FTC Commissioners recently ruled against POM Wonderful on a variety of claims made in advertisements and on the company’s web site that the company’s pomegranate juice products could treat, prevent, or reduce the risk of heart disease, prostate cancer, and erectile dysfunction.
Rejecting claims that the products had been proven to work in clinical data, the FTC on Jan. 16 further ruled that future assertions made by Pom Wonderful regarding its products would need to be proven in two randomized, controlled clinical trials before the company can make claims of their effectiveness with regard to the three diseases.
The trade commission will also require that other health-benefit claims be substantiated by “competent and reliable scientific evidence.”
Additionally, the commissioners added another 17 claims to the original 19 ads and promotional materials from a previous ruling by an administrative law judge.
According to POM, the claims had been protected by the First Amendment, and that the company had not been granted due process during the commissioners’ review process — an argument that had been turned down by the administrative law judge last May.
At that time, the FTC had requested the right to review all potential disease claims from POM in the future; the judge denied that request.
Here is the full text of the FTC ruling. Pom has 60 days to file an appeal.
Release is below:
FTC Commissioners Uphold Trial Judge Decision that POM Wonderful, LLC; Stewart and Lynda Resnick; Others Deceptively Advertised Pomegranate Products by Making Unsupported Health Claims
The Federal Trade Commission upheld an Administrative Law Judge’s decision that the marketers of POM Wonderful 100% Pomegranate Juice and POMx supplements deceptively advertised their products and did not have adequate support for claims that the products could treat, prevent, or reduce the risk of heart disease, prostate cancer, and erectile dysfunction, and that they were clinically proven to work.
The Commission issued an Opinion upholding Chief Administrative Law Judge D. Michael Chappell’s May 2012 Initial Decision that the POM marketers made false or deceptive advertising claims.
The Commission Opinion found that the POM marketers made deceptive claims in 36 advertisements and promotional materials challenged at trial after issuing a September 2010 administrative complaint – going beyond Judge Chappell’s ruling, which found false or deceptive claims in only 19 of the challenged items.
The Commission issued a Final Order that bars the POM marketers from making any claim that a food, drug, or dietary supplement is “effective in the diagnosis, cure, mitigation, treatment, or prevention of any disease,” including heart disease, prostate cancer, and erectile dysfunction, unless the claim is supported by two randomized, well-controlled, human clinical trials. The Order also prohibits misrepresentations regarding any test, study, or research, and requires competent and reliable scientific evidence to support claims about the “health benefits, performance, or efficacy” of any food, drug, or dietary supplement.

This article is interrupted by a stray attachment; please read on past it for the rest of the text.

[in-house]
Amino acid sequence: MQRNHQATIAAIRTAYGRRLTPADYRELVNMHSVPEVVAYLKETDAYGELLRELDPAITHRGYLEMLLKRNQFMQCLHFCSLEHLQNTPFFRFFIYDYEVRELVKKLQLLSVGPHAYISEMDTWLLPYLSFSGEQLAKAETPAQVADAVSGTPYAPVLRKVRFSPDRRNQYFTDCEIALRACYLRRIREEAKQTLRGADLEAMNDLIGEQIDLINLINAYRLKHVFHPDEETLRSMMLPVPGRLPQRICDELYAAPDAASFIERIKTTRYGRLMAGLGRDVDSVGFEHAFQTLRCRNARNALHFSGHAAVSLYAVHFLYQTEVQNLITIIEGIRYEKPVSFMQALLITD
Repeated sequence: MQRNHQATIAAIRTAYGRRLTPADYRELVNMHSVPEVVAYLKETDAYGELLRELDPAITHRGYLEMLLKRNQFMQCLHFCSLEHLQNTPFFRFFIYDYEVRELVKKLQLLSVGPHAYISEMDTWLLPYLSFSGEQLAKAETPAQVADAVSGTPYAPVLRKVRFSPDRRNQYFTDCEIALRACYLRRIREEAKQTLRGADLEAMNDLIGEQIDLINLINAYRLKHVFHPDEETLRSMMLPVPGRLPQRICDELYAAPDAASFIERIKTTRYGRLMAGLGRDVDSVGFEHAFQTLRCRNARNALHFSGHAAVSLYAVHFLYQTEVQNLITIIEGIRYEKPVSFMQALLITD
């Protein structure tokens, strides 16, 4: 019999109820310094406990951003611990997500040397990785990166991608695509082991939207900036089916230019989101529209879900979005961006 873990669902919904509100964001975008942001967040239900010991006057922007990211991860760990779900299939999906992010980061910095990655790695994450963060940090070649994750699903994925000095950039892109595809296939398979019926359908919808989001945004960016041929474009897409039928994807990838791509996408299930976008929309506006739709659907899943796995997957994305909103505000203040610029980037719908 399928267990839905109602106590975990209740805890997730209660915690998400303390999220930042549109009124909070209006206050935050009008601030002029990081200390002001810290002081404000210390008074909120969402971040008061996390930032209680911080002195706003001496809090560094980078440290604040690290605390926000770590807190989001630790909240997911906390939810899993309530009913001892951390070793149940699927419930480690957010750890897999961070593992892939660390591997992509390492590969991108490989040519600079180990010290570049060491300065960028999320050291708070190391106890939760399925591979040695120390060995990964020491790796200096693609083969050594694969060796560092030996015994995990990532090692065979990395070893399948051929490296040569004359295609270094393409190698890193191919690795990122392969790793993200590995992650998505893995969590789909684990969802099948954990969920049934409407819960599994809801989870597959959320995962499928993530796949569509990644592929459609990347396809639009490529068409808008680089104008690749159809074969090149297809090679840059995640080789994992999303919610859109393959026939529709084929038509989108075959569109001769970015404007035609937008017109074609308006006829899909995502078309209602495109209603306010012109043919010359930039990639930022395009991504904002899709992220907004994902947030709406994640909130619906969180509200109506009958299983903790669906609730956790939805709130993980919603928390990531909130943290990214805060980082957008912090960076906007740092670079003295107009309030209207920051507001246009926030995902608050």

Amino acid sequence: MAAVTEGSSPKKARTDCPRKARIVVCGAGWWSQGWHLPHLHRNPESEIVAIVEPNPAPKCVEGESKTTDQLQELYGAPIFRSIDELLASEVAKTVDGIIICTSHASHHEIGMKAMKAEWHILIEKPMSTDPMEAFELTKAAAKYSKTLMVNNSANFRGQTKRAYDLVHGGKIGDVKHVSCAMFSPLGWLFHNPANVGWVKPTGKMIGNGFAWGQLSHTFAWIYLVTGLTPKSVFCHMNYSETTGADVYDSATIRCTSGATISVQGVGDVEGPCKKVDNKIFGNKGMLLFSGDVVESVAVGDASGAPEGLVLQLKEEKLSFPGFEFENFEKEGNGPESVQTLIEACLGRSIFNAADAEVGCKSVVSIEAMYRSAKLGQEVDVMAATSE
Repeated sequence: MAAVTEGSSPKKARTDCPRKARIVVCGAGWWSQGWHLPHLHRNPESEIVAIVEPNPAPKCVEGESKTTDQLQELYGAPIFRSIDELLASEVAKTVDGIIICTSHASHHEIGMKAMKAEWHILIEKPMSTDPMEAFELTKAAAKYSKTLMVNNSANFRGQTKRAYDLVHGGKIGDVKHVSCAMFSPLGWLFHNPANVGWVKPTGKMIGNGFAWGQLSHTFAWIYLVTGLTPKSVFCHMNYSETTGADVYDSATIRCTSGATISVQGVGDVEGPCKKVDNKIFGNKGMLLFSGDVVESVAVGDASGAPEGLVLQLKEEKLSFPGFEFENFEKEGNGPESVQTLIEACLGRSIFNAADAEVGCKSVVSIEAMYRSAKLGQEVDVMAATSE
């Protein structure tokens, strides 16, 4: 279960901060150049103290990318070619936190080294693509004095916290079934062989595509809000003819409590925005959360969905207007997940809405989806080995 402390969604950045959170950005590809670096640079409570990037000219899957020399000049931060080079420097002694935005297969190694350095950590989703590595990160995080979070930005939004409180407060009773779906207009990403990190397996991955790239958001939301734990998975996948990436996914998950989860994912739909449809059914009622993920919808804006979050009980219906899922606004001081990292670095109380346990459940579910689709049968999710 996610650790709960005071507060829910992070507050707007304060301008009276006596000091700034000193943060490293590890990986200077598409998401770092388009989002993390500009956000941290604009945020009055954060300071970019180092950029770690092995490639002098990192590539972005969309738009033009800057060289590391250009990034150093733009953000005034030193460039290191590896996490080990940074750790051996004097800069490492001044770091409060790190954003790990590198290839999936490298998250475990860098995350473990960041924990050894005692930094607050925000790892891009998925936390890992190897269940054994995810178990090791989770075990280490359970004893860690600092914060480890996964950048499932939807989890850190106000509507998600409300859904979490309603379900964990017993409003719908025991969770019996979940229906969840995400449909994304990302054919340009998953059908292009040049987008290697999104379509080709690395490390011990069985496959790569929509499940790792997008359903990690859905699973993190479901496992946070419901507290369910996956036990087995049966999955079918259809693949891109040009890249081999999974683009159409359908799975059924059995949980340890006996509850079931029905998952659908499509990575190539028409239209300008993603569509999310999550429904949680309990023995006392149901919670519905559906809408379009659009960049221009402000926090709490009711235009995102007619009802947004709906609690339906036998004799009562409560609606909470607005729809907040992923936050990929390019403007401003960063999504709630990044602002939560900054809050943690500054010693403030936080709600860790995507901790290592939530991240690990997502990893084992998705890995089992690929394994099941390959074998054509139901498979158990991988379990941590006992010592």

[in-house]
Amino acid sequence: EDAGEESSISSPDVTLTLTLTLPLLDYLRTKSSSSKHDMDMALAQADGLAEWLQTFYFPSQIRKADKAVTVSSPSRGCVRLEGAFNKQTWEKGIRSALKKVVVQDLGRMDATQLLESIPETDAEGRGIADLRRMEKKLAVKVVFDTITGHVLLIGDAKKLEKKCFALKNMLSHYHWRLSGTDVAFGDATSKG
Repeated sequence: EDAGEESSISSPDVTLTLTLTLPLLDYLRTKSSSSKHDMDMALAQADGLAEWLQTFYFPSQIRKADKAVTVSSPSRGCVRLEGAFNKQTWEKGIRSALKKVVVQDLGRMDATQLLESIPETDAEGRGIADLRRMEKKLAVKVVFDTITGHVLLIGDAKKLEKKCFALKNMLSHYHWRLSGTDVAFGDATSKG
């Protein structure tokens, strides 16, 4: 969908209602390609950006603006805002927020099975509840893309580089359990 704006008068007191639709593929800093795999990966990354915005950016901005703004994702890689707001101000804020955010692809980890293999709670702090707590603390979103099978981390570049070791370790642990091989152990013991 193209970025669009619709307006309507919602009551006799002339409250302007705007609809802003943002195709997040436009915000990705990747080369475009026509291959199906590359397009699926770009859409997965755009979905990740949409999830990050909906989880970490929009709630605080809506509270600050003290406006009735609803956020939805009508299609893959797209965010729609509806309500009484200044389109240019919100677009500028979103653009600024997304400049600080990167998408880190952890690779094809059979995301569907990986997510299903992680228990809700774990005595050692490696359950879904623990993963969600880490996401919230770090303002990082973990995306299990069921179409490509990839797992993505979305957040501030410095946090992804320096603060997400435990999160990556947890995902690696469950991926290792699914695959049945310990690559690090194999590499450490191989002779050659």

In upholding Judge Chappell’s Initial Decision and issuing its Opinion and Final Order, the Commission denied the appeal filed by POM Wonderful, LLC, Roll Global LLC, Stewart Resnick, Lynda Resnick, and Matthew Tupper. The Commission also granted in part and denied in part the appeal filed by the FTC staff.
The Commission rejected the POM respondents’ arguments that the Commission’s actions would violate their First Amendment rights, or their Fifth Amendment right to due process.
The challenged ads appeared in national publications such as Parade, Fitness, The New York Times, and Prevention magazines; on Internet sites such as pomegranatetruth.com, pomwonderful.com, and pompills.com; on bus stops and billboards; in newsletters to customers; and on tags attached to the product.
The Commission vote approving the Opinion and Final Order was 5-0. In addition to writing the Commission’s opinion, Commissioner Maureen K. Ohlhausen explained in a concurring statement that she would require extrinsic evidence to conclude that some of the exhibits conveyed the challenged disease-related claims rather than general health benefit claims and that she would have required only one randomized clinical trial regarding disease-related claims as fencing-in relief in the final order. Commissioner J. Thomas Rosch also filed a concurring statement.
The Respondents may file a petition for review of the Commission Opinion and Final Order with the U.S. Circuit Court of Appeals within 60 days after service of the Final Order.
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